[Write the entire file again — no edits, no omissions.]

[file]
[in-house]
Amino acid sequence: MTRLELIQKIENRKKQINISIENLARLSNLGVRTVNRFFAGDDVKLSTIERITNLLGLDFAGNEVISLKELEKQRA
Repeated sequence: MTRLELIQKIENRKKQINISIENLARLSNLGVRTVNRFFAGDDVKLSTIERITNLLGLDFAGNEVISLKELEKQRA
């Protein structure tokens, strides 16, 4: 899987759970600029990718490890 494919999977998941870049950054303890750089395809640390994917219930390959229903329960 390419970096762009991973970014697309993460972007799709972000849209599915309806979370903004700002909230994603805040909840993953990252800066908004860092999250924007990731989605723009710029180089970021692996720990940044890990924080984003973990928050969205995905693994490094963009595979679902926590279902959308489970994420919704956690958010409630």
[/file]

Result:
[in-house]
Amino acid sequence: MTRLELIQKIENRKKQINISIENLARLSNLGVRTVNRFFAGDDVKLSTIERITNLLGLDFAGNEVISLKELEKQRA
Repeated sequence: MTRLELIQKIENRKKQINISIENLARLSNLGVRTVNRFFAGDDVKLSTIERITNLLGLDFAGNEVISLKELEKQRA
């Protein structure tokens, strides 16, 4: 899987759970600029990718490890 494919999977998941870049950054303890750089395809640390994917219930390959229903329960 390419970096762009991973970014697309993460972007799709972000849209599915309806979370903004700002909230994603805040909840993953990252800066908004860092999250924007990731989605723009710029180089970021692996720990940044890990924080984003973990928050969205995905693994490094963009595979679902926590279902959308489970994420919704956690958010409630």